keypad();               //getkey
        if(scancode)            //if key    
        {
            switch(scancode)    //find key
            {   
                case 0x0a: switch(position)     //Key pressed = "UP"
                            {
                                case 1: if(run_mode <2)
                                        {
                                            run_mode+=1;
                                            lcd_goto_position(0,run_screen_cursor[position]);
                                            fprintf_P(&lcd_stream, PSTR("%u"), run_mode);
                                        }
                                        break;  
                                case 2: if(run_speed <0x0f)
                                        {
                                            run_speed+=1;
                                            lcd_goto_position(0,run_screen_cursor[position]);
                                            fprintf_P(&lcd_stream, PSTR("%x"), run_speed);
                                        }
                                        break;
                            }//endswitch
                    break;
                case 0x22: switch(position)    //Key pressed = "DOWN"
                            {
                                case 1: if(run_mode>0)
                                        {
                                            run_mode-= 1;
                                            lcd_goto_position(0,run_screen_cursor[position]);
                                            fprintf_P(&lcd_stream, PSTR("%u"), run_mode);
                                        }
                                        break;
                                case 2: if(run_speed>0)
                                        {
                                            run_speed-=1;
                                            lcd_goto_position(0,run_screen_cursor[position]);
                                            fprintf_P(&lcd_stream, PSTR("%x"), run_speed);
                                        }
                                        break;
                            }//endswitch            
                    break;      
                case 0x11: if(run_screen_cursor[position-1])    //Key Pressed = "LEFT"
                            {                                   //If not out of bounds
                                position -=1;                   //Cursor position -1
                            }
                    break;
                case 0x14: if(run_screen_cursor[position+1])    //Key Pressed = "RIGHT"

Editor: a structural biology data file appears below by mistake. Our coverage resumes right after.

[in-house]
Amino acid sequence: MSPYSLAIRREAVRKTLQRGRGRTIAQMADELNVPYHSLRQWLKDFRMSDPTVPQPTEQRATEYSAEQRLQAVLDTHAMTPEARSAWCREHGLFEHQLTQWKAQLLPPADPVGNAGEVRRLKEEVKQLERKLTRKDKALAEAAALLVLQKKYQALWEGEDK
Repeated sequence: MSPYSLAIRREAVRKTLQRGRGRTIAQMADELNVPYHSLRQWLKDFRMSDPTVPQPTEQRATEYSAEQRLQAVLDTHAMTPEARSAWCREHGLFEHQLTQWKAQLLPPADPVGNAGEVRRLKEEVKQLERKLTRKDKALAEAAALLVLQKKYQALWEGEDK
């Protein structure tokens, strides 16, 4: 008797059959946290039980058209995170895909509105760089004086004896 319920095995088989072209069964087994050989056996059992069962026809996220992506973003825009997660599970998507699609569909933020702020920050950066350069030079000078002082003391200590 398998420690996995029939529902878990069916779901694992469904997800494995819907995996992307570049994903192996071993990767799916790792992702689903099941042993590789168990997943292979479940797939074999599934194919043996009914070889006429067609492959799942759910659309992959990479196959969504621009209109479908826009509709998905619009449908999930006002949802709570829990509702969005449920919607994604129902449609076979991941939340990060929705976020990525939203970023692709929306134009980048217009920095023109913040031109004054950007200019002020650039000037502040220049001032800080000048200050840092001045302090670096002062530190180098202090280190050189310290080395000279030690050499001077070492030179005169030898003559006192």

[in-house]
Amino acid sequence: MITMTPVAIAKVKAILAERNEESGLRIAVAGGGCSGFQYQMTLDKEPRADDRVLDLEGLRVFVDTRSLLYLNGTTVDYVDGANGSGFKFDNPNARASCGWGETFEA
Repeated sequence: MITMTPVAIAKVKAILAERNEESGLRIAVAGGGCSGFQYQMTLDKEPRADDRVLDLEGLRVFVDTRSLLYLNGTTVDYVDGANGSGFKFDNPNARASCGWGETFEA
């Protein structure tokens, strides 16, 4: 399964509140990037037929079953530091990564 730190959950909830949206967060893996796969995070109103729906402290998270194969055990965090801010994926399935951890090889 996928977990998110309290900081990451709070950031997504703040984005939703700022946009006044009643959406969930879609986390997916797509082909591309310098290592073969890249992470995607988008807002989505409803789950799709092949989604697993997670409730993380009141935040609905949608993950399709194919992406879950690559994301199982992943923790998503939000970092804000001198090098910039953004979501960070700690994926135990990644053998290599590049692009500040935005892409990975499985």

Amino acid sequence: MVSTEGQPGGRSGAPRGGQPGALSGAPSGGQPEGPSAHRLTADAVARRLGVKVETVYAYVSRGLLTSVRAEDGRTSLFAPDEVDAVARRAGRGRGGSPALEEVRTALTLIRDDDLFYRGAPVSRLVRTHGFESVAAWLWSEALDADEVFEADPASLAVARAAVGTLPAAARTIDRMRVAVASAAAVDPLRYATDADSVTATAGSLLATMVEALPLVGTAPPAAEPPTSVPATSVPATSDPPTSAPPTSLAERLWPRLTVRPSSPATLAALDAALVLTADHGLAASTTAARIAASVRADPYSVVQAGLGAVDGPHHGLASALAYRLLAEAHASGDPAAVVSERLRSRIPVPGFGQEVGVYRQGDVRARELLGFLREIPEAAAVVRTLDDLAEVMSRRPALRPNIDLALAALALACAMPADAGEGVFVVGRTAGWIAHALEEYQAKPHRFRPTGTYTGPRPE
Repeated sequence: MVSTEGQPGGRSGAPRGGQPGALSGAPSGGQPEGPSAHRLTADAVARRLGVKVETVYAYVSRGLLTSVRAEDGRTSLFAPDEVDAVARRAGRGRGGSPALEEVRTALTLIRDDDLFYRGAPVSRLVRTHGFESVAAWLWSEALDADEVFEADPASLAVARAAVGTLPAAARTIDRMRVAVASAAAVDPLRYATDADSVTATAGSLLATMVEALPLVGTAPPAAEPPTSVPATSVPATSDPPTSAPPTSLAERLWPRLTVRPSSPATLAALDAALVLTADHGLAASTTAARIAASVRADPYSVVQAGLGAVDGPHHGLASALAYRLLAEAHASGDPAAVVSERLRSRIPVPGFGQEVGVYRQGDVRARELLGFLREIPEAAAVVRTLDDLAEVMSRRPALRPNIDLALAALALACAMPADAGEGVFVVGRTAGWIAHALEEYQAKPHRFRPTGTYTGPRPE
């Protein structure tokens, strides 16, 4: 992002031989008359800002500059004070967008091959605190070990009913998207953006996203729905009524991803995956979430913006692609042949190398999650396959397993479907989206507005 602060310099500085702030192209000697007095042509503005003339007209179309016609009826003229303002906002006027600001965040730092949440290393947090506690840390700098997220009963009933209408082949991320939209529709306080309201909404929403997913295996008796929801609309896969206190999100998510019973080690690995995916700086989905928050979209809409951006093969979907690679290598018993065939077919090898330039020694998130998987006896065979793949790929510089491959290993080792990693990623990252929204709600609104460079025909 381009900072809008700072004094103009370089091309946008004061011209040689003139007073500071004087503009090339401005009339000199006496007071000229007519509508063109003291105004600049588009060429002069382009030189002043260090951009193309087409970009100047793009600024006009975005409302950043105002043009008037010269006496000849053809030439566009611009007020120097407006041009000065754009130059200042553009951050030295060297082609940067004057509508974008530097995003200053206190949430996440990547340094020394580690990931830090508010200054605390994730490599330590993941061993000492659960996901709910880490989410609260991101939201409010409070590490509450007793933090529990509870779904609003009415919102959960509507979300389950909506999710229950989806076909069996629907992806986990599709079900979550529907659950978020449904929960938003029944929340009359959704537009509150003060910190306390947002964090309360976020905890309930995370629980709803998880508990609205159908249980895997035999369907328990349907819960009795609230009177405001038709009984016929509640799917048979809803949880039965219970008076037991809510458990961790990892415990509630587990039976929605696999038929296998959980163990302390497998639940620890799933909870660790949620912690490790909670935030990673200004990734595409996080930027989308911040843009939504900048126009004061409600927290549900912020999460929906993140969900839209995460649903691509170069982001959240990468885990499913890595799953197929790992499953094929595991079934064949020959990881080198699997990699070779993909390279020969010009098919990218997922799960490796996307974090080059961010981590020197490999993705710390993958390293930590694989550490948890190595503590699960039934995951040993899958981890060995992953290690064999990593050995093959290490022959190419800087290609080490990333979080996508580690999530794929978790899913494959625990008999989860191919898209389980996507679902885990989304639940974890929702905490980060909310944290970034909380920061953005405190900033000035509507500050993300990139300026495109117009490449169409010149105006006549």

{                                   //If not out of bounds
                                position +=1;                   //Cursor position +1
                            }   
                    break;  
                case 0x12:  if(position==3)     //Key Pressed = "SELECT"
                            {
                                lcd_clear_and_home();
                                lcd_write_string(PSTR("Running Program"));
                                lcd_line_three();
                                lcd_write_string(PSTR(" Press Menu Key"));
                                whistle();
                            }
                    break;          
                case 0x0c:  menu();break;       //Key Pressed = "MENU"  
            }//endswitch    
            lcd_goto_position(0,run_screen_cursor[position]);
        }//endif
    }//endwhile

    return;

}//end

/////////////////////Not yet started////////////////////////////////////

void edit_program()
{
    blips(2,50,90);
    screen=3;
    lcd_clear_and_home();
    fprintf_P(&lcd_stream, PSTR("%x"), program_counter);
    lcd_write_string(PSTR(" Mov A,0")); //Demo Data
    lcd_line_two();
    lcd_write_string(PSTR("002 Mov Y,00"));
    lcd_line_three();
    lcd_write_string(PSTR("005 Clr, Disp"));
    lcd_line_four();
    lcd_write_string(PSTR("007 Mov DP,000     N"));

    while(screen==3)
    {
        keypad();               //getkey
        if(scancode)            //if key    
        {
            switch(scancode)    //find key
            {   
                case 0x0c:  menu();
            }
        }//endif
    }//endwhild
    return; 
}//end
//////////////////////Under Construction////////////////////////////////////
void view_memory()
{
    whistle();
    //Indiscriminate memory peeking may cause confusion, aka RESET.
    //see memory map.
    uint8_t buffer[0x20]; //32 bytes per screen
    program_counter &= 0x07f0; //0x0hh0  Need More Constraints
    uint8_t *memaddr = &buffer[program_counter];
    uint8_t counter;
    screen=4;

    lcd_clear_and_home();   
    fprintf_P(&lcd_stream, PSTR("%x"), program_counter);
    lcd_write_string(PSTR(" "));

    for(counter=0x000;counter<=0x020;counter++)
    {
        fprintf_P(&lcd_stream, PSTR("%x"), *memaddr);
        memaddr++;
        switch(counter) //Divy the data onto 4 addressed lines
        {
            case 0x008: lcd_line_two();
                        fprintf_P(&lcd_stream, PSTR("%x"), program_counter+counter);
                        lcd_write_string(PSTR(" "));
                        break;
            case 0x010: lcd_line_three();
                        fprintf_P(&lcd_stream, PSTR("%x"), program_counter+counter);